Culture

Meet Three Australians Who Will Spend This Christmas Away From Family

Not everyone's around family and friends this year.

This year, I’ll be spending Christmas alone. Yes, I know I’ll never truly be alone (I have Tumblr, afterall) but come Christmas night, after an obligatory viewing of Love Actually, I will drag myself to bed, lonely, drunk and misty-eyed because Professor Snape gave Emma Thompson a Joni Mitchell CD.

Most people agree that Christmas is a time best spent with loved ones – if only to have a drinking partner. But I won’t be the only person spending Christmas without this kind of company.

Consider the people who work on Christmas Day: on they slave, providing us with beverages and public transport, hoping to partake in and profit from the cheer of Christmas orphans. Then there are the folk who, without the kindness of strangers, would spend Christmas Day without family, food or shelter. And finally, there are those who party on with their sunburnt soul sisters and brothers, whom they’ve known for five minutes but are eternally bound thanks to $3 vodkas at Star Bar in Sydney.

I spoke to three of them, to find out what they will be doing tomorrow.

Tom — The Busker

Tom in Pitt Street

Tom in Pitt Street Mall, Sydney | Photo by @cjharvey2

Tom will be spending Christmas 2014 in anticipation of the biggest event of his year: the Boxing Day sales.

As a street musician, Tom relies on the generosity of the classical-music loving mall-goers to make his living. This means he’s often away from his family on Christmas Day, which sometimes he chooses to spend in Circular Quay, playing to a handful of tourists and bored locals.

“The fares to visit my family in Tasmania are too expensive, so I decided to play music in Circular Quay for all the people who don’t celebrate Christmas,” Tom explains. Tom and his family practice Buddhism, so they don’t really recognise the Christian meaning of the holiday – but growing up, he recalls the traditions he misses.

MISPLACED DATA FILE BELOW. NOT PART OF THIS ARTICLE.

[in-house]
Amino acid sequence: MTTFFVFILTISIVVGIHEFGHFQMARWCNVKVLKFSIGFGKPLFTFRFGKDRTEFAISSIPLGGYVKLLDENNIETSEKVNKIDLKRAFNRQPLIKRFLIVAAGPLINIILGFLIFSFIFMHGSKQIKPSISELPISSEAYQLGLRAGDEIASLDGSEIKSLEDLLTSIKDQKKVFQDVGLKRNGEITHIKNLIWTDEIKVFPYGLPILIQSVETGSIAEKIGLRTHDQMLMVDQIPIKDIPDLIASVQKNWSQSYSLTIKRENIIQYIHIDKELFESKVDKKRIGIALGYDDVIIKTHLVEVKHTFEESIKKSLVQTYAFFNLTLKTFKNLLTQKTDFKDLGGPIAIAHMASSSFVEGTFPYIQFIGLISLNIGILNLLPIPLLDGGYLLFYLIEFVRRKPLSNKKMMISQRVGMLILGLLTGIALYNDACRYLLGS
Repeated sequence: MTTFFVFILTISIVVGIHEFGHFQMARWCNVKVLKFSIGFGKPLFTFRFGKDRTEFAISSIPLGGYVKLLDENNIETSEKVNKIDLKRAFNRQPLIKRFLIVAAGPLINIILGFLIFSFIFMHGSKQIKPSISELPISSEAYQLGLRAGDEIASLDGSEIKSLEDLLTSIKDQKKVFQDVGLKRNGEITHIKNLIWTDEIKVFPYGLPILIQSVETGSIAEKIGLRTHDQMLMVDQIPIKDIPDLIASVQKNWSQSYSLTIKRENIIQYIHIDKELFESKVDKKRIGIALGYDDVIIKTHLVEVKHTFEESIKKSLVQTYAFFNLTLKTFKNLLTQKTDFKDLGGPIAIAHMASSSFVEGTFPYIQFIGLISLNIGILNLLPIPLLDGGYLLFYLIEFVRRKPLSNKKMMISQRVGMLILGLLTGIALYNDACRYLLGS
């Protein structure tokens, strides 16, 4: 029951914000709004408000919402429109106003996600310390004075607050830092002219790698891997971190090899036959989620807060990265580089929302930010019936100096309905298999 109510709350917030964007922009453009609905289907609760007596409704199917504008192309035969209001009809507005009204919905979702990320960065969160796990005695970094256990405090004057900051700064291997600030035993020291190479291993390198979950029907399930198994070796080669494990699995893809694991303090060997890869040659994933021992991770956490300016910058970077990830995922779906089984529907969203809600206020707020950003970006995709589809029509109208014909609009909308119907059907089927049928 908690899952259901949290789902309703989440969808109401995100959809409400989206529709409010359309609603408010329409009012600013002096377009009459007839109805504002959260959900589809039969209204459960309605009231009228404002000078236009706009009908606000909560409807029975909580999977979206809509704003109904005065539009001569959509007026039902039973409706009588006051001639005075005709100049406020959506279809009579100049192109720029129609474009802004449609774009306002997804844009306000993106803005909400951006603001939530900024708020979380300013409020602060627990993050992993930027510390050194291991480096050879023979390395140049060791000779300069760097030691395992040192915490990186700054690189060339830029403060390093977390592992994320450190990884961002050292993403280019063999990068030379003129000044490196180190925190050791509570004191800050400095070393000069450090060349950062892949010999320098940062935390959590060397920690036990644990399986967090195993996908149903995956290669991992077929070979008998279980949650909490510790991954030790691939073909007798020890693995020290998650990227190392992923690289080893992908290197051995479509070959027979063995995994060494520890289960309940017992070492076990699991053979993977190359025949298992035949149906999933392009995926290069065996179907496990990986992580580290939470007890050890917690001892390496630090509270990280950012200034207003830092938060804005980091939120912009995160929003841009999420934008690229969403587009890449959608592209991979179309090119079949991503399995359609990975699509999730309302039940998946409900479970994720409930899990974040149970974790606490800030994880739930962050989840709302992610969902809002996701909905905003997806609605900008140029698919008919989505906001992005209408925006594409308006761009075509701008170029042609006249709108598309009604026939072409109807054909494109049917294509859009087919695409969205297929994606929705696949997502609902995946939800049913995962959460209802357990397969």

“My mum is from England so she likes to make a pudding, which she pours brandy over and sets on fire,” Tom explains. While he says they’re sad he can’t be around, his parents understand that it’s hard to get together when you live in two different cities.

Plus, he says, it’s a good day to work: “Sure, it’s not particularly busy. But the people are more generous.”

Lani — The Runaway

Lani_Wayside

Photo © Rebecca Mitchell, 2014

This Christmas, Lani will be one member of the Wayside Chapel Choir, joining the organisation’s Hughes Street Christmas laneway party.

After running away from home at the age of 14, Lani has spent most of her life on and off the streets of Kings Cross, Sydney. She tells me she’s seen a few things – “got up to no good” – and after an unsuccessful stint in rehab, she finally found assistance at the Wayside Chapel.

(When I tell her I’m writing this article for a website called Junkee, she looks at me like I’ve betrayed her: “Why would they want to call themselves that? Around here, that’s what you call the people who are no good, like ‘go away ya junkie!’ So I don’t know why they’d want to call themselves that.”)

Despite having five children and three grandchildren, she still spends her Christmases at Wayside. “They are my family. Without them, I’d be spending Christmas alone with my dog.”

Each year Wayside puts on a street party, providing festive fun and food for the community. Lani sings in the choir and has recently joined the Kings Cross Bikers Social and Welfare Club – a community group who offer assistance to the homeless, and drug-affected locals.

While she says it’s always a shock to see how many people turn up to support Wayside on Christmas – “People really do come!” – like most people, Lani’s favourite part of the Christmas event is seeing the happy kids. “You see their eyes light up! There’s just so much joy and it makes you speechless. It’s priceless.”

Dominic — The Backpacker

Photo courtesy of Dominic.

Photo courtesy of Dominic.

This is Dominic’s first Christmas away from the family. He came to Sydney from Watford, England to have a true blue Chrissy – an experience somewhat different to his traditional upbringing.

“My father is Catholic so every year we go to midnight mass,” Dominic says. “He is also Dutch so we have this crazy tradition where, after church at three in the morning we would come home and have a family breakfast.”

There won’t be any Edam or Dutch Stollen this year; he’ll be swapping his snowflake sweaters for a Hawaiian shirt, and BBQ in the Blue Parrot hostel in Kings Cross.

“We’re having a family BBQ at Blue Parrot, and we’re trying to make it very Aussie, so we’ll be having crazy stuff like kangaroo burgers and shrimp or something.” After they feast and drink ‘til their bellies are full, Dominic and his fellow backpackers will head to Bondi to party with every other backpacker in Sydney.

While he admits he won’t miss listening to the Queen’s annual Christmas address, Dominic is planning to pause the party to attend his family’s post-midnight feast via Facetime.

Rebecca Mitchell is a Sydney-based freelance journalist and musical-lover. She tweets from @beckatemitch